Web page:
In nationally bestselling author Fiona Davis’s latest historical novel, a series of book thefts roils the iconic New York Public Library, leaving two generations of strong-willed women to pick up the pieces.
It’s 1913, and on the surface, Laura Lyons couldn’t ask for more out of life—her husband is the superintendent of the New York Public Library, allowing their family to live in an apartment within the grand building, and they are blessed with two children. But headstrong, passionate Laura wants more, and when she takes a leap of faith and applies to the Columbia Journalism School, her world is cracked wide open. As her studies take her all over the city, she is drawn to Greenwich Village’s new bohemia, where she discovers the Heterodoxy Club—a radical, all-female group in which women are encouraged to loudly share their opinions on suffrage, birth control, and women’s rights. Soon, Laura finds herself questioning her traditional role as wife and mother. But when valuable books are stolen back at the library, threatening the home and institution she loves, she’s forced to confront her shifting priorities head on . . . and may just lose everything in the process.
Eighty years later, in 1993, Sadie Donovan struggles with the legacy of her grandmother, the famous essayist Laura Lyons, especially after she’s wrangled her dream job as a curator at the New York Public Library. But the job quickly becomes a nightmare when rare manuscripts, notes, and books for the exhibit Sadie’s running begin disappearing from the library’s famous Berg Collection. Determined to save both the exhibit and her career, the typically risk-adverse Sadie teams up with a private security expert to uncover the culprit. However, things unexpectedly become personal when the investigation leads Sadie to some unwelcome truths about her own family heritage—truths that shed new light on the biggest tragedy in the library’s history.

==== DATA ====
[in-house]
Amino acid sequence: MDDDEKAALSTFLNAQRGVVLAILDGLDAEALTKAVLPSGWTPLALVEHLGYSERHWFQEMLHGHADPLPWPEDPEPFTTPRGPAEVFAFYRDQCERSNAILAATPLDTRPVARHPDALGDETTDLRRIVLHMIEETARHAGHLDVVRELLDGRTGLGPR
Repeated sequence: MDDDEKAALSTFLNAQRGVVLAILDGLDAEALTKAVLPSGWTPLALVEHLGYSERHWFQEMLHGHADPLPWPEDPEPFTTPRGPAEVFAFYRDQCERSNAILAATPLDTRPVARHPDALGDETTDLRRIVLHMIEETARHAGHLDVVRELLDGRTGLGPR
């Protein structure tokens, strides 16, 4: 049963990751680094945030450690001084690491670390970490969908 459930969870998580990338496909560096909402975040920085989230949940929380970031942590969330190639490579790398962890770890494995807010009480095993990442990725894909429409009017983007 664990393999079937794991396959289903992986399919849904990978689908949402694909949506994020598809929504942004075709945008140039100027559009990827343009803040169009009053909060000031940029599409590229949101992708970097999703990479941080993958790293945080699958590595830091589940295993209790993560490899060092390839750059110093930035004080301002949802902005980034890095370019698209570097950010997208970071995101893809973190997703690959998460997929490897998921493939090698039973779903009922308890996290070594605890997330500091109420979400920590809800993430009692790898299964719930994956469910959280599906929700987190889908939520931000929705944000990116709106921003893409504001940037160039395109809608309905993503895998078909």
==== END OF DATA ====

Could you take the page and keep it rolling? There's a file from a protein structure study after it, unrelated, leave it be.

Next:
Laura Lyons is married to the superintendent for the New York Public Library. Her husband and their family actually live in an apartment in the library. Laura decides to go back to school and become a journalist. Being a woman…and 1913…this is not an easy feat. Then some valuable books disappear from the library. This threatens everything she has worked for…including her family.
Now, fast forward to the 1990s. Sadie almost has her dream job of curator for the New York Public Library. She has kept hidden the fact that Laura Lyons, the famous essayist, is her grandmother. She does not want to use this as leverage. But, when valuable objects and books start missing from the library. Things start to cave in around her.
I enjoyed how the author incorporated the two time periods. And she did an excellent job with the differences for woman during both eras. I was extremely fascinated with just about every part of this book. The characters, the building of the library, the history around the objects…just amazingly well done!
No one does old New York like Fiona Davis! And this book is one of her bests! As most of you know…I love a book which has me researching. And this one had me looking up all kinds of stuff.
Do not miss this one! Grab your copy today!
I received this novel from the publisher for a honest review.